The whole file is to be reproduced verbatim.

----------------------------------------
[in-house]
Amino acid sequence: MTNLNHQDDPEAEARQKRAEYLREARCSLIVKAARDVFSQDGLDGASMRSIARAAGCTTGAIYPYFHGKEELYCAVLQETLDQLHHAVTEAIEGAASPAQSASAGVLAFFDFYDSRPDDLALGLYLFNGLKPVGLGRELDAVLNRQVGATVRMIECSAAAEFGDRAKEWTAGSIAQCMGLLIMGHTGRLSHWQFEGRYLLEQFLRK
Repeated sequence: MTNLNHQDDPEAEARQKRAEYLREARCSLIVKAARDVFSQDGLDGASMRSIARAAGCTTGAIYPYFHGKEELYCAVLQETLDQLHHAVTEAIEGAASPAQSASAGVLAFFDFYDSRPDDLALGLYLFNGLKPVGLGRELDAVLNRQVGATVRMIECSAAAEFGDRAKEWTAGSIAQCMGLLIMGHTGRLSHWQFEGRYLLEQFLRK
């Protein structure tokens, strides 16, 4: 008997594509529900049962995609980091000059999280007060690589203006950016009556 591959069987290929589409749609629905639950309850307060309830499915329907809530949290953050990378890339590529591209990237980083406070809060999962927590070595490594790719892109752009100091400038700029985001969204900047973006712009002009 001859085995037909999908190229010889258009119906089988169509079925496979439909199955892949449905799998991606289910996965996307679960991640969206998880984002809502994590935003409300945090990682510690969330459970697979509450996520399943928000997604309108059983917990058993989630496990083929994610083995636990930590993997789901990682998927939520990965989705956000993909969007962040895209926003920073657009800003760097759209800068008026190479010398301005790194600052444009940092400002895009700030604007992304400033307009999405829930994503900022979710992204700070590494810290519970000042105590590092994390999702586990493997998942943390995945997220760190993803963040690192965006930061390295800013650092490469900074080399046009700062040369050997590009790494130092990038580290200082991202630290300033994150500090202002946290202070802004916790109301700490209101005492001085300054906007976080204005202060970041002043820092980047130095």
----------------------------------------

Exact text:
[in-house]
Amino acid sequence: MTNLNHQDDPEAEARQKRAEYLREARCSLIVKAARDVFSQDGLDGASMRSIARAAGCTTGAIYPYFHGKEELYCAVLQETLDQLHHAVTEAIEGAASPAQSASAGVLAFFDFYDSRPDDLALGLYLFNGLKPVGLGRELDAVLNRQVGATVRMIECSAAAEFGDRAKEWTAGSIAQCMGLLIMGHTGRLSHWQFEGRYLLEQFLRK
Repeated sequence: MTNLNHQDDPEAEARQKRAEYLREARCSLIVKAARDVFSQDGLDGASMRSIARAAGCTTGAIYPYFHGKEELYCAVLQETLDQLHHAVTEAIEGAASPAQSASAGVLAFFDFYDSRPDDLALGLYLFNGLKPVGLGRELDAVLNRQVGATVRMIECSAAAEFGDRAKEWTAGSIAQCMGLLIMGHTGRLSHWQFEGRYLLEQFLRK
């Protein structure tokens, strides 16, 4: 008997594509529900049962995609980091000059999280007060690589203006950016009556 591959069987290929589409749609629905639950309850307060309830499915329907809530949290953050990378890339590529591209990237980083406070809060999962927590070595490594790719892109752009100091400038700029985001969204900047973006712009002009 001859085995037909999908190229010889258009119906089988169509079925496979439909199955892949449905799998991606289910996965996307679960991640969206998880984002809502994590935003409300945090990682510690969330459970697979509450996520399943928000997604309108059983917990058993989630496990083929994610083995636990930590993997789901990682998927939520990965989705956000993909969007962040895209926003920073657009800003760097759209800068008026190479010398301005790194600052444009940092400002895009700030604007992304400033307009999405829930994503900022979710992204700070590494810290519970000042105590590092994390999702586990493997998942943390995945997220760190993803963040690192965006930061390295800013650092490469900074080399046009700062040369050997590009790494130092990038580290200082991202630290300033994150500090202002946290202070802004916790109301700490209101005492001085300054906007976080204005202060970041002043820092980047130095």